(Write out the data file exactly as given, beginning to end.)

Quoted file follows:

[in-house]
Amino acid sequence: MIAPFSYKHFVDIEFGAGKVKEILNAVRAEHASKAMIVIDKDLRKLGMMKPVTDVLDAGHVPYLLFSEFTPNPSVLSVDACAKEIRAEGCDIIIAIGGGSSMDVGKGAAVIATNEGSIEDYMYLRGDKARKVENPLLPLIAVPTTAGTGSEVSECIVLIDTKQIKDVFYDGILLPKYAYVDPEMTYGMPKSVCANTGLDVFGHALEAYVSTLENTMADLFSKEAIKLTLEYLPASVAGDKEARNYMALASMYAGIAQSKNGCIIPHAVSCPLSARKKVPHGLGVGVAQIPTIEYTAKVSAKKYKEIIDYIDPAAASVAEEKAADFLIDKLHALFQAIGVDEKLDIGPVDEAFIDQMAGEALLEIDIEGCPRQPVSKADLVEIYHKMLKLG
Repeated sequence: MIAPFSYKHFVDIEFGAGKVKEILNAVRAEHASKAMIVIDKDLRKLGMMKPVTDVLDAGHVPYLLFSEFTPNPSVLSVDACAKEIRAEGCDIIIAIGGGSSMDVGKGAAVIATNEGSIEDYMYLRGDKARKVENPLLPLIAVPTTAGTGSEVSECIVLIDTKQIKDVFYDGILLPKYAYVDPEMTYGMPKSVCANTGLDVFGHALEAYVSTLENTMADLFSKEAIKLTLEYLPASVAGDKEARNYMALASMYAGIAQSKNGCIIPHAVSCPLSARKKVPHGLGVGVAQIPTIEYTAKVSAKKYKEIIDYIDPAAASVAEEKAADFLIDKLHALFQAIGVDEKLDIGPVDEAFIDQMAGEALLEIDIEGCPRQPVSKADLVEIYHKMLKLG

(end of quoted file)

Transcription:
[in-house]
Amino acid sequence: MIAPFSYKHFVDIEFGAGKVKEILNAVRAEHASKAMIVIDKDLRKLGMMKPVTDVLDAGHVPYLLFSEFTPNPSVLSVDACAKEIRAEGCDIIIAIGGGSSMDVGKGAAVIATNEGSIEDYMYLRGDKARKVENPLLPLIAVPTTAGTGSEVSECIVLIDTKQIKDVFYDGILLPKYAYVDPEMTYGMPKSVCANTGLDVFGHALEAYVSTLENTMADLFSKEAIKLTLEYLPASVAGDKEARNYMALASMYAGIAQSKNGCIIPHAVSCPLSARKKVPHGLGVGVAQIPTIEYTAKVSAKKYKEIIDYIDPAAASVAEEKAADFLIDKLHALFQAIGVDEKLDIGPVDEAFIDQMAGEALLEIDIEGCPRQPVSKADLVEIYHKMLKLG
Repeated sequence: MIAPFSYKHFVDIEFGAGKVKEILNAVRAEHASKAMIVIDKDLRKLGMMKPVTDVLDAGHVPYLLFSEFTPNPSVLSVDACAKEIRAEGCDIIIAIGGGSSMDVGKGAAVIATNEGSIEDYMYLRGDKARKVENPLLPLIAVPTTAGTGSEVSECIVLIDTKQIKDVFYDGILLPKYAYVDPEMTYGMPKSVCANTGLDVFGHALEAYVSTLENTMADLFSKEAIKLTLEYLPASVAGDKEARNYMALASMYAGIAQSKNGCIIPHAVSCPLSARKKVPHGLGVGVAQIPTIEYTAKVSAKKYKEIIDYIDPAAASVAEEKAADFLIDKLHALFQAIGVDEKLDIGPVDEAFIDQMAGEALLEIDIEGCPRQPVSKADLVEIYHKMLKLG